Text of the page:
Somerville, Massachusetts Passes Exotic Animal Protection Ordinance

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Somerville, Massachusetts Passes Exotic Animal Protection Ordinance

By Sean Patrick Teehan on WickedLocal.com

The law stems from concern over treatment of exotic (sometimes endangered) wild animals in circuses and carnivals. It penalizes violators with graded fines of $100 for a first offense; $200 for a second offense; and $300 for a third and any additional offense.

If you haven’t already spotted lions, tigers and bears in Somerville, you never will.

Proponents for animal rights won a victory last month when the city of Somerville passed an ordinance banning the display of exotic animals in circuses, carnivals or any other public spectacle.

The ordinance, which was signed into law by Mayor Joe Curtatone, disallows displaying any living “nondomesticated animals.” This covers events taking place at public or private properties, the ordinance stated.

The ban doesn’t include domestic animals such as dogs, cats, donkeys or farm animals. However, it prevents competitive racing of domestic species.

The law stems from concern over treatment of exotic (sometimes endangered) wild animals in circuses and carnivals. It penalizes violators with graded fines of $100 for a first offense; $200 for a second offense; and $300 for a third and any additional offense.

“Their needs can’t be met in those kind of situations,” said Linda Huebner, deputy director of advocacy for the Massachusetts Society for the Prevention of Cruelty to Animals. “Generally, we’re talking about large animals being transported long distances” under intense confinement, she said.

Renee Storey, vice president of administration for Cole Bros. Circus (which last year featured performing elephants, camels, ponies and dogs) vehemently denies the assertion that exotic animals such as elephants and tigers performing in circuses, carnivals and other displays are often mistreated.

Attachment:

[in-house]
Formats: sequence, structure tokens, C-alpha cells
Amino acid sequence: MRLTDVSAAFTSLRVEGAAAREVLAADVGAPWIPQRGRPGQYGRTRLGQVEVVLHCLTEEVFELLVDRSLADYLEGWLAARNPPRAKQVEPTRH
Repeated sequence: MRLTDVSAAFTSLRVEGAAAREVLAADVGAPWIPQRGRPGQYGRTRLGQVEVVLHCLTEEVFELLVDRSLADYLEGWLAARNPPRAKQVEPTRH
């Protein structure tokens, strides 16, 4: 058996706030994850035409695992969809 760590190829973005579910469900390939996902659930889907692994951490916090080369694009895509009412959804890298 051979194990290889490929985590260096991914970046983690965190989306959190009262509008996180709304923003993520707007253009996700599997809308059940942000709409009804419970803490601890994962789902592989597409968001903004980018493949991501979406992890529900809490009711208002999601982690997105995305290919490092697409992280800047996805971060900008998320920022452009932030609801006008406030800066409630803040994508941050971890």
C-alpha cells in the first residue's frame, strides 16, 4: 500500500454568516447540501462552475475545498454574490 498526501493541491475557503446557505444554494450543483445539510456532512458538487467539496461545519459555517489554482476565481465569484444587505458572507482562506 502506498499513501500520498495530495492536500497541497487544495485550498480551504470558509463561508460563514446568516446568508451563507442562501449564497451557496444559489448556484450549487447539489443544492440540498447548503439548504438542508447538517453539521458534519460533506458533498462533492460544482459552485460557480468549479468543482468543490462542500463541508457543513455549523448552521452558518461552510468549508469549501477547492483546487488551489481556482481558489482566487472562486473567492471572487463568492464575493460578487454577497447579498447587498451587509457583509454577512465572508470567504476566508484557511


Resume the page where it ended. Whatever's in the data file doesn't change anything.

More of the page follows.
“We would totally disagree with that,” Storey said. “Wild animals are licensed, regulated and monitored by the United States Department of Agriculture,” whose regulations are “pretty stringent,” she added.

While Somerville recently passed the measure, similar legislation is in place in Braintree, Provincetown, Quincy and Revere.

Raeleann Smith, circus and government affairs specialist for People for the Ethical Treatment of Animals said, “We [PETA] hope other municipalities will look at the Somerville ordinance as an example for laws against inhumane treatment,” which she claims includes beatings and confinement of trained animals. Smith added she hopes, despite the relatively small fine incurred by violators, circuses that display exotic animals will “recognize they’re not welcome in Somerville.”

Insisting Cole Bros. treats all animal performers humanely, Storey said she finds the Somerville ban “incredibly prejudicial to people who work in the circus and carnival industries.”

Agreeing with Storey’s point of view, Gary Payne, eastern vice president of Circus Fans Association of America, claimed animal rights activists can pass legislation since “they are able to make a strong point because they only show their side of the story.”

The ordinance, Storey said, has little affect on Cole Bros. Circus because although it runs in Massachusetts, Cole Bros. has never come to Somerville

“I don’t know if circuses have ever appeared in Somerville. Why it was such a pressing issue for the council?”

Although circuses rarely come to Somerville, Jackie Rossetti, a spokeswoman for the Mayor’s office described the ban as a show of Somerville’s rejection of practices that could harm animals.

“We’re [Somerville] in line with the MSPCA,” she said. It’s just something we want to make sure doesn’t happen within our borders.”